The maker of Little Trees air fresheners has begun contacting agencies as it begins a review of its advertising account.
The Watertown, N.Y.-based client has in recent weeks sent requests for proposals to agencies and plans to contact more before selecting a list of shops for evaluation in October, said a company representative, who de-clined to discuss the process in detail.
There is no incumbent agency, and no consultants are guiding the review. Paperwork is being sent out about a month before the review begins in earnest to give the client an idea of the types of shops that might be interested in participating, sources said.
The questionnaires do not give budget figures, but sources estimated initial spending around $2-3 million for a print and radio campaign.
The client has approached small and midsize shops in New England and New York with strong creative track records and penchants for humorous campaigns that relate consumer goods to the pop culture, sources said. The company—which intentionally misspells its name Car-Freshner—is looking for an agency to help build its image beyond its flagship tree-shaped product, sources said. Promoting the client's range of novelty air freshener products—from its line of scented stones and mini baskets to its incense sticks—will be a goal of upcoming ads, sources said.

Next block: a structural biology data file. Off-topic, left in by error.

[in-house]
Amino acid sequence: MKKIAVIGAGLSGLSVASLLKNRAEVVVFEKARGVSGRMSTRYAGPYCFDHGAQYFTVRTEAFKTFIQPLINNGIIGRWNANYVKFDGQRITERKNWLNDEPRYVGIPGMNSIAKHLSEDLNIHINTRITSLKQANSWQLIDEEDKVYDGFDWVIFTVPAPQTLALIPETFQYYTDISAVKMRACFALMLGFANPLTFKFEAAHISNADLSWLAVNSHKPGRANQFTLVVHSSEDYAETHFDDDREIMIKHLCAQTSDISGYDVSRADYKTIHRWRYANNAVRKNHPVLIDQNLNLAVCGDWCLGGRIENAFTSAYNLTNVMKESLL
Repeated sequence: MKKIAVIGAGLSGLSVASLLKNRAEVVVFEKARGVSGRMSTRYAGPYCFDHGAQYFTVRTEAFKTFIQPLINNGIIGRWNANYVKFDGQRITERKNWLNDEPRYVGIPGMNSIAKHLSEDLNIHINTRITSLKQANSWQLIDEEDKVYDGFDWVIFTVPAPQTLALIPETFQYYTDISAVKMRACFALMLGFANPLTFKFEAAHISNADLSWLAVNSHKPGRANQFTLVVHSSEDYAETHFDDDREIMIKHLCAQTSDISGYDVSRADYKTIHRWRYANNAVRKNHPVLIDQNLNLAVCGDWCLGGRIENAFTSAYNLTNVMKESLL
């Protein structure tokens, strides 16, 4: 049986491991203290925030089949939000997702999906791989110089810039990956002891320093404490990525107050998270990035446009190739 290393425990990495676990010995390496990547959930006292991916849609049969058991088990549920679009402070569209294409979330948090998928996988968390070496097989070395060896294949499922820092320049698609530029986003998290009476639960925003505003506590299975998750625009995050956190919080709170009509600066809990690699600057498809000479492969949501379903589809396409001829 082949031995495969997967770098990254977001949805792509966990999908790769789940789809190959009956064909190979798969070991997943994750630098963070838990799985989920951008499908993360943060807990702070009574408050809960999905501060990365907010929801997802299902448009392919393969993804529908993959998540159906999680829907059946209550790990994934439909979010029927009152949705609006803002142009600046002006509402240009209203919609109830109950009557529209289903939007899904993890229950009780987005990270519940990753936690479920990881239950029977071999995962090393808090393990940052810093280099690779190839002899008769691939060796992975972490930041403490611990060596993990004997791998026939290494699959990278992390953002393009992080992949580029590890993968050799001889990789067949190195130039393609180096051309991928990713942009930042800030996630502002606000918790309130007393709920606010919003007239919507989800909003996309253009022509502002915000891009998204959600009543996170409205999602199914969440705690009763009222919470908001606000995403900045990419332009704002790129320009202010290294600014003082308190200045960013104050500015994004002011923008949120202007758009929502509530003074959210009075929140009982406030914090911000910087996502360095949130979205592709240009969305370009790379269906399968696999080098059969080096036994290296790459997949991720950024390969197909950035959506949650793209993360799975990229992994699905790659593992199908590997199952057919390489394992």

In recent years, the client has focused on point-of-purchase marketing. It last launched a major advertising effort in the mid-1990s through Interpublic Group's Mullen in Wenham, Mass., which crafted a print and TV campaign. Those ads positioned the client's products as light-hearted mood enhancers with the tagline, "The big scent of a Little Tree." An ad from 1995 compared the smell of Paris to romance, noting it would be a lot easier to hang a 'Little Tree' on a strobe light in one's bedroom than fly to France.
The client expects to hire an agency later in the fall, sources said.
The company is also trying to boost sales in a declining market. The nearly $2 billion domestic "environmental fragrances" segment has been down in the last three years. Annual sales growth was 15 percent from 1995-99, but business is projected to grow 10 percent through 2004, according to Kalorama Information in New York.
Car-Freshner's sales were ap-proximately $37 million in 2001, the most recent year for which figures were available. Competitors include Medo Industries, Old Grand Dad Industries and Sara Lee's House & Body Care.